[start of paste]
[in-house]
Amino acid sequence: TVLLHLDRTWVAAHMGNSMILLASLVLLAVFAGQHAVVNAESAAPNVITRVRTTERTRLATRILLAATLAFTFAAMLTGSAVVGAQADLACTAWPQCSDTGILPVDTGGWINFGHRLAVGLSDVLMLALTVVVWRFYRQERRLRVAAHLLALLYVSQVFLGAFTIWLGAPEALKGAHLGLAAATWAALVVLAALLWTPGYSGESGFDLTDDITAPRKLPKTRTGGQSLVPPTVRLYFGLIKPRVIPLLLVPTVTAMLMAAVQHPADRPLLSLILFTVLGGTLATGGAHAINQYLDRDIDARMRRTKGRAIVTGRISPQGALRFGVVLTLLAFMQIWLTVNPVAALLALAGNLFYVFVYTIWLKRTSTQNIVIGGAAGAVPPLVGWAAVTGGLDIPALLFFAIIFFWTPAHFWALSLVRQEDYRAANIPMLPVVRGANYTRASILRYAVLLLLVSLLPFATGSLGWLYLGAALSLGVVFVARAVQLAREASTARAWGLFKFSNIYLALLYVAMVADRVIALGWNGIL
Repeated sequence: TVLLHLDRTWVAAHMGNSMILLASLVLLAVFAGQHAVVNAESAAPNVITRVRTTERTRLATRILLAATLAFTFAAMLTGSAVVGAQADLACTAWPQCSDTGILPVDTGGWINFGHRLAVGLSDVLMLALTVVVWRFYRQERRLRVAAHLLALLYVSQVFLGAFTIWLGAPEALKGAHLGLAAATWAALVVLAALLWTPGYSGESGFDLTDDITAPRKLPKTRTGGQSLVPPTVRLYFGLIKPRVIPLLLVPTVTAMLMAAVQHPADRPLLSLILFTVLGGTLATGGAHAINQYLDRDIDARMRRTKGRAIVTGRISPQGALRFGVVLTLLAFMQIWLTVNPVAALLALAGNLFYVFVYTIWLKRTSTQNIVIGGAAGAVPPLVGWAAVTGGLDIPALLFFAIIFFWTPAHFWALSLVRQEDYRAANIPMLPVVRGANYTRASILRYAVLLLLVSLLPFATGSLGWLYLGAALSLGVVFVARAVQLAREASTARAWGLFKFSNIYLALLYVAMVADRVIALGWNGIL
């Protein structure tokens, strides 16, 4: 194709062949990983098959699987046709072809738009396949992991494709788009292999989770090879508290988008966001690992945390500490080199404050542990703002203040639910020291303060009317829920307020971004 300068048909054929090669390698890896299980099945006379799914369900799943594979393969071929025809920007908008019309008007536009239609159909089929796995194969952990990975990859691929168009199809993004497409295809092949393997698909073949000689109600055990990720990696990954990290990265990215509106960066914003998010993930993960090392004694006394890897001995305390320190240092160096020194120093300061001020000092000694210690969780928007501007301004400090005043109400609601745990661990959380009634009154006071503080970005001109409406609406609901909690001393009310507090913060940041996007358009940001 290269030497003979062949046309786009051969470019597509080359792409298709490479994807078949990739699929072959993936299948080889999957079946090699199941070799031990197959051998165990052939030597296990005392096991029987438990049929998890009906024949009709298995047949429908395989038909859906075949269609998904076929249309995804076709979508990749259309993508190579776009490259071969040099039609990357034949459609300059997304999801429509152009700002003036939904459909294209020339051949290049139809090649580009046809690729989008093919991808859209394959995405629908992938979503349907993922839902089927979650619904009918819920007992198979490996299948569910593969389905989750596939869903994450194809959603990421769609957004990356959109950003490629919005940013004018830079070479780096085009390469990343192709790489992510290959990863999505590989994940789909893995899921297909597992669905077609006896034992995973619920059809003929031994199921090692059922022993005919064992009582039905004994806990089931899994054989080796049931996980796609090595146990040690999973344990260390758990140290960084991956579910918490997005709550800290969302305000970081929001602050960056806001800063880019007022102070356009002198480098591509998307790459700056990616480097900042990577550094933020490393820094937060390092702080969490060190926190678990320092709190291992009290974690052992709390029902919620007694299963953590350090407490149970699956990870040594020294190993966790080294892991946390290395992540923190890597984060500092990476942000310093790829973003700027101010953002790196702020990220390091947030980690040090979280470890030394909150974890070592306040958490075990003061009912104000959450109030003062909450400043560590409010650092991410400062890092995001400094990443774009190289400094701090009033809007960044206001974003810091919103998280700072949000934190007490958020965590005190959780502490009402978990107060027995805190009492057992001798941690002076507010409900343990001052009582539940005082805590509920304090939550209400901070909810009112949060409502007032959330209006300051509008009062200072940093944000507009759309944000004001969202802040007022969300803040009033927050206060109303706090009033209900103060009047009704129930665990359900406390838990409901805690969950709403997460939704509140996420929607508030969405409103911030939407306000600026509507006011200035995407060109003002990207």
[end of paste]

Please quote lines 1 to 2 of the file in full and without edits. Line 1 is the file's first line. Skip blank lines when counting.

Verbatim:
[in-house]
Amino acid sequence: TVLLHLDRTWVAAHMGNSMILLASLVLLAVFAGQHAVVNAESAAPNVITRVRTTERTRLATRILLAATLAFTFAAMLTGSAVVGAQADLACTAWPQCSDTGILPVDTGGWINFGHRLAVGLSDVLMLALTVVVWRFYRQERRLRVAAHLLALLYVSQVFLGAFTIWLGAPEALKGAHLGLAAATWAALVVLAALLWTPGYSGESGFDLTDDITAPRKLPKTRTGGQSLVPPTVRLYFGLIKPRVIPLLLVPTVTAMLMAAVQHPADRPLLSLILFTVLGGTLATGGAHAINQYLDRDIDARMRRTKGRAIVTGRISPQGALRFGVVLTLLAFMQIWLTVNPVAALLALAGNLFYVFVYTIWLKRTSTQNIVIGGAAGAVPPLVGWAAVTGGLDIPALLFFAIIFFWTPAHFWALSLVRQEDYRAANIPMLPVVRGANYTRASILRYAVLLLLVSLLPFATGSLGWLYLGAALSLGVVFVARAVQLAREASTARAWGLFKFSNIYLALLYVAMVADRVIALGWNGIL